Fresh off the repeal of the 8th amendment of their constitution prohibiting abortion nationwide, Ireland is set to require Catholic hospitals to perform the procedure, a move that is alarming many.
The BBC reported Tuesday that the European island nation, whose voters overwhelmingly opted to strike the pro-life provision of their national constitution on May 25, is now drafting legislation allowing any woman to request an abortion up to 12 weeks. This is subject to a "cooling off period," and will also allow abortion in what are considered extreme cases between 12 and 24 weeks.
Irish prime minister Leo Varadkar said the law would be patterned after the 2013 Protection of Life During Pregnancy Act which allowed for abortion in extreme medical situations, and allow individual medical professionals to decline to participate.
"It will not, however, be possible for publicly-funded hospitals, no matter who their patron or owner is, to opt out of providing these necessary services which will be legal in this state once this legislation is passed by the Dáil and Seanad (senate)," Varadkar said.
"I'm happy to give you that assurance," he added, noting the legislation "will allow individuals to opt out based on their consciences or their religious convictions but will not allow institutions to do so."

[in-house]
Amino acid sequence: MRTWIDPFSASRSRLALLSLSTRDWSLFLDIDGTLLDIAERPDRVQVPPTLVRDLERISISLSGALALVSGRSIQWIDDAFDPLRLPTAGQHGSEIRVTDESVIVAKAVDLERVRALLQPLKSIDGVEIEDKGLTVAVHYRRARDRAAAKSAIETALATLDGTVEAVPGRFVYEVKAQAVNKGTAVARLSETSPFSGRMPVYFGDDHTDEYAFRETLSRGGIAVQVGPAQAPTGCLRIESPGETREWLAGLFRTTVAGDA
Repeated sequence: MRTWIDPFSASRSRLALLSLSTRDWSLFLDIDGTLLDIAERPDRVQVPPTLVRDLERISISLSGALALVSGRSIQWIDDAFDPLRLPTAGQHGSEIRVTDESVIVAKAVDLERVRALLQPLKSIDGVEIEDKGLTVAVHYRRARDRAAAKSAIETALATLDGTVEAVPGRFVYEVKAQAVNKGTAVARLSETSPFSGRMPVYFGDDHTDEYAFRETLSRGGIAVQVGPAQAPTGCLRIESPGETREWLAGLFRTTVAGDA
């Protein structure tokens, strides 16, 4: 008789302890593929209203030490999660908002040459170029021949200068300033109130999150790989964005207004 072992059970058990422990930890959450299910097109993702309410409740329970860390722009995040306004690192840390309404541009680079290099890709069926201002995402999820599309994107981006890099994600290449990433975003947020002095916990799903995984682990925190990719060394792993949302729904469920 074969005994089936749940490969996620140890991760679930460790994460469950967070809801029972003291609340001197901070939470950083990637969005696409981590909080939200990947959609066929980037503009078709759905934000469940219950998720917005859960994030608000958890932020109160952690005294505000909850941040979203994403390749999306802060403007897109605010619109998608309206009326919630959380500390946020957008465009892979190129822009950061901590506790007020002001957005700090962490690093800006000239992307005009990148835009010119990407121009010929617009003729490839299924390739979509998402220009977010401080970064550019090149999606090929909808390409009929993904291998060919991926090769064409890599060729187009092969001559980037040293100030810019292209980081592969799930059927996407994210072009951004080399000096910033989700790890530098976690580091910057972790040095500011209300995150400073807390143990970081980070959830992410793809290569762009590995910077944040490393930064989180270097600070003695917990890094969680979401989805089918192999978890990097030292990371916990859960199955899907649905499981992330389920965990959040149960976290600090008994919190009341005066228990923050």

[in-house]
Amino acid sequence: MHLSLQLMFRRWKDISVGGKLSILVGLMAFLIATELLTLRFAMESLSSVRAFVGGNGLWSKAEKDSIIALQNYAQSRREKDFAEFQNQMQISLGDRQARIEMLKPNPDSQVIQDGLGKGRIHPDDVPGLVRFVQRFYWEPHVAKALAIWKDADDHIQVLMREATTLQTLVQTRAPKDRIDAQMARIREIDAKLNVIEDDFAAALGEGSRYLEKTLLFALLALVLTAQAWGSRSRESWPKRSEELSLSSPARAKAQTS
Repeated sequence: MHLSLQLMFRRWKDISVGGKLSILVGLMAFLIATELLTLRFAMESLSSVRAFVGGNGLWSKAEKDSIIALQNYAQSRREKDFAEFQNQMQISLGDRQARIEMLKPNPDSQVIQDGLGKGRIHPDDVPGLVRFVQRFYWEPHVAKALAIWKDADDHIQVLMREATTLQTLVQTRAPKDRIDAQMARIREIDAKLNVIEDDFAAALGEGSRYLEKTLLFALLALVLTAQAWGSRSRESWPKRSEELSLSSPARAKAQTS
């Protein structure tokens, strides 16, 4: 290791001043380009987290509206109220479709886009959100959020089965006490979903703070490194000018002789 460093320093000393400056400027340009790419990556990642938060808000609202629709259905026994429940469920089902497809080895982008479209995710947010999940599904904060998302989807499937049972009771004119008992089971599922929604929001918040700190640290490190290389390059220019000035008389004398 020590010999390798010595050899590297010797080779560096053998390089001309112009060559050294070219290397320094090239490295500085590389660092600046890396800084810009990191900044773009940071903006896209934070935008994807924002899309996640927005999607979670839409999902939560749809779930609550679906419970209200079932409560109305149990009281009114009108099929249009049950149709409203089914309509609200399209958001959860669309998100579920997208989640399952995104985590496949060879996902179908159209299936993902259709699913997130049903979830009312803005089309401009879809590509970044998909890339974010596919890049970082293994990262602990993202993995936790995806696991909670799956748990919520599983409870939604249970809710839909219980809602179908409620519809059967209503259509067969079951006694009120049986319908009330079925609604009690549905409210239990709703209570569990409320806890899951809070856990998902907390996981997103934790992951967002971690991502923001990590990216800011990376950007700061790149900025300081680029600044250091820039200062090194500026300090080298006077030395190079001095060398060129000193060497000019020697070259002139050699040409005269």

He continued: "So, just as is the case now in the legislation for the Protection of Life During Pregnancy Act 2013, hospitals like for example Holles Street, which is a Catholic voluntary ethos hospital, the Mater, St Vincent's and others will be required, and will be expected to, carry out any procedure that is legal in this state and that is the model we will follow."
That the country which so recently abandoned their pro-life legal structure is now set to force Catholic medical institutions to perform abortions has alarmed observers from around the world.
"Well that was fast," commented Chad C. Pecknold, professor of systematic theology at The Catholic University of America in Washington, D.C., retweeting the BBC report.
"You know a regime has become deeply disordered when laws coerce the Church to join in the injustice. The worse the disorder, the faster it happens."
Father James Martin, SJ, also quipped on Twitter: "They won't be 'Catholic' any longer," referring to Irish hospitals.
Wesley J. Smith of the Discovery Institute, argued the Irish government's action portends an ugly battle over conscience rights.
"Forcing every institution that receives public funds to perform any legal medical service means that if Ireland legalizes euthanasia — under discussion post referendum — Catholic hospitals will be required to allow sick patients to be killed in their wards," Smith explained in National Review Wednesday.
"Sex-change surgeries will also have to be provided. Ditto sterilization, not to mention abortion."
The rights of doctors and other health professionals with religious or ethical objections, then, will be at the center of civil rights disputes with the state, he went on to say, as secularists enforce their views on the whole medical system and thereby make what are controversial procedures that have been legalized into positive rights to which patients are entitled.
"This is not only authoritarian — shattering the guarantees of religious liberty in virtually all existing human-rights accords — but could cause a significant brain drain if dissenting doctors, nurses, and others decide to retire, find other areas of endeavor, or if brilliant young would-be doctors and nurses decide to pursue non-medical careers rather than be compelled to violate their religious beliefs."